Go to any dinner party, and you’re bound to run into someone who’s got a story about their divorce – often because it’s an acrimonious one. Keep chatting a little longer, and soon enough the conversation is bound to turn to how much it all cost.
If divorce is also on your horizon, this might alarm you. The good news is that “untying” the marital knot is a well-established legal process in Canada. It starts with some standard forms to fill out, and basic procedures to follow. So that portion of the fees will be fairly predictable.
But other factors dictate the rest. Here is a breakdown of what those added fees might be, for an average divorce in Ontario.
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First, there are the filing fees, which are government-imposed. They are an unavoidable administrative aspect of getting a divorce. Once you have paid them, you can submit your divorce documents into the appropriate court system. In Ontario, it’s the Superior Court of Justice, which hears divorce matters in the province.
Some of the current initial filing fees for matters heard by that court include:
- $202 – For an initial application for a divorce.
- $161 – Responding to an existing application.
- $202 – Answering an application that includes a request for a divorce.
- $402 – Scheduling an application for a hearing.
These are just the early, “foot-in-the-door” fees. They do not include the costs of preparing those court materials – only the cost of filing them. Your lawyer must prepare the documents in a format that allows them to be filed online.
Note that if your Family matter falls under the jurisdiction of the Ontario Court of Justice (which hears a narrow range of Family matters, except for divorce), then you are in luck: There is currently no fee to file documents with that court.
Filing fees represent only the initial outlay. The much costlier part of divorce comes later, as the file proceeds through the court system. Although every divorce will be different, you can count on a bill in the thousands – often many thousands.
For an uncontested divorce, the fees will generally be less than $3,000. A contested divorce, on the other hand, usually starts above the $10,000 mark and can skyrocket from there. If your divorce ends up in court before a judge for a determination of a long list of legal issues, then you can count on paying upwards of $50,000.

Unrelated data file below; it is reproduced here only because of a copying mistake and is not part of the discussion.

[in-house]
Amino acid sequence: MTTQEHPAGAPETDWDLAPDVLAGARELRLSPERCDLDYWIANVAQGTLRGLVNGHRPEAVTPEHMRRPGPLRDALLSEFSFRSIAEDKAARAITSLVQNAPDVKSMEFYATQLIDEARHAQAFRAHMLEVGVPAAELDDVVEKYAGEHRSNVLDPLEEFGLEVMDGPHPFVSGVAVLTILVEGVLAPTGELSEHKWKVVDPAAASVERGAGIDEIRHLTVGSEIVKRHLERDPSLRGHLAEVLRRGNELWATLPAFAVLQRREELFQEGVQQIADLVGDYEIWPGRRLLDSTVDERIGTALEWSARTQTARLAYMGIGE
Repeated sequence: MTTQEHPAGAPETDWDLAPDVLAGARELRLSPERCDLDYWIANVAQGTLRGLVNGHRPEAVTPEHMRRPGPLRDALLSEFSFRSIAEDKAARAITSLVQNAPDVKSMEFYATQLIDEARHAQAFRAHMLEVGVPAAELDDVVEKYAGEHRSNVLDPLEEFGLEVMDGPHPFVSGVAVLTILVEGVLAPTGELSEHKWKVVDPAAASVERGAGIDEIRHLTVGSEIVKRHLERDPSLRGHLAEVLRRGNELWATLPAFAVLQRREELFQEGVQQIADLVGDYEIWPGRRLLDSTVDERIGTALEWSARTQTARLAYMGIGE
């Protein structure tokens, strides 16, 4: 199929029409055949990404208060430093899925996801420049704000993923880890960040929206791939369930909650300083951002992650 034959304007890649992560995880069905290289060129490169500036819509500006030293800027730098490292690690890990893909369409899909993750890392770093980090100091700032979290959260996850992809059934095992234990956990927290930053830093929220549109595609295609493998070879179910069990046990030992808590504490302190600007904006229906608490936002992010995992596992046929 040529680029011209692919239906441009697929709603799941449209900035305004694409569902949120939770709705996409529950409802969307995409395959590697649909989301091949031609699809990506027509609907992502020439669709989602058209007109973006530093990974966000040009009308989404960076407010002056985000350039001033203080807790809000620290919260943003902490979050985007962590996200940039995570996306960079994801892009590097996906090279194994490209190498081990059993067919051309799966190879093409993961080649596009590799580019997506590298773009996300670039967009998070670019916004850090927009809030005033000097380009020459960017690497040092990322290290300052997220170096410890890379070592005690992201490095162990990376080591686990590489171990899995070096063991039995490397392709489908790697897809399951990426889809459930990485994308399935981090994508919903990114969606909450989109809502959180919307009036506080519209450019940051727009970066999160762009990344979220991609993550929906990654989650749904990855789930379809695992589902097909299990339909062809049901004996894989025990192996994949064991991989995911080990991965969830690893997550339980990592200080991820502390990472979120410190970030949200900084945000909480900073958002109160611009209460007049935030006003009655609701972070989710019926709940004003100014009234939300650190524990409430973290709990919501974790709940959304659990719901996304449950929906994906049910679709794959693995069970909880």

The relatively large increase for a contested divorce, even in the initial stages, can be caused by many things. The main ones are the extent of your collective assets and investments, and the level of conflict between you and your spouse.
What Drives the Costs Up?
A good rule of thumb is this: The more expansive your wealth as a couple, the more your divorce will likely cost. This is due to the time and effort needed to untangle your financial affairs.
If your holdings include several homes and recreational properties, a significant investment portfolio, RRSP and pensions, corporate holdings (etc.), then your disclosure obligations to each other will be more extensive. You and your spouse will both need to spend time and money to prepare and exchange financial information. You will likely need to hire auditors and tax experts, appraisers (both for personal assets and businesses), and then have expert reports prepared.
Then, each of your lawyers will have to sift through, review, and analyze it all. They will have to evaluate your respective rights and obligations. They will have to work with each other to find any common ground. All of this takes place even before you set foot in the courtroom.
And the higher the conflict between you and your spouse, the more time and money these steps will take.
Types of Misbehaviour
On that point, here is some misbehaviour that is proven to make divorce more expensive than perhaps it needs to be. For example:
- Deliberately delaying the proceedings;
- Trying to thwart the process;
- Failing to make full financial disclosure (which includes forcing the other side to bring motions to compel you to do so);
- Bringing unnecessary motions, or forcing the other side to bring them;
- Behaving unreasonably in terms of the litigation strategy; and
- Communicating with your lawyer excessively (especially because you are impatient with the process).
Conversely, What Keeps the Costs Down?
It bears repeating: The extent of your assets and the tenor of your divorce process, will directly influence how much it costs you. The more cooperative, the better. And if you and your spouse are able to agree to getting an uncontested divorce – and have a solid separation agreement in place – then this is the cheapest options, without a doubt.
Technology has also helped. Especially with the pandemic-inspired switch to virtual hearings (conducted through online technology like Zoom), the process has never been more streamlined, or more accessible. This translates into a cost-savings, since there are fewer paper-based filings to prepare and submit (in favour of online applications). There are also fewer in-person attendances for court, which can reduce the cost of your respective lawyers’ travel time.
Believe it or not, divorce has never been so affordable.
Is There a Flat Fee Available?
Especially in litigation, nothing can be predicted with certainty. Every Family matter is as unique as the parties involved. Every divorce is different. That means the costs will vary accordingly.
But here at the Shulman Law Firm, we know our clients like to have as much advance information and clarity as possible. We do have a set “base” fee for an uncontested divorce, currently set at $2,500 plus HST. However – and we must emphasize – there may be additional fees and disbursements, depending on the time and complexity of the matter. (And this base fee is also subject to change).
For a further idea about our current rates, they can be found online here.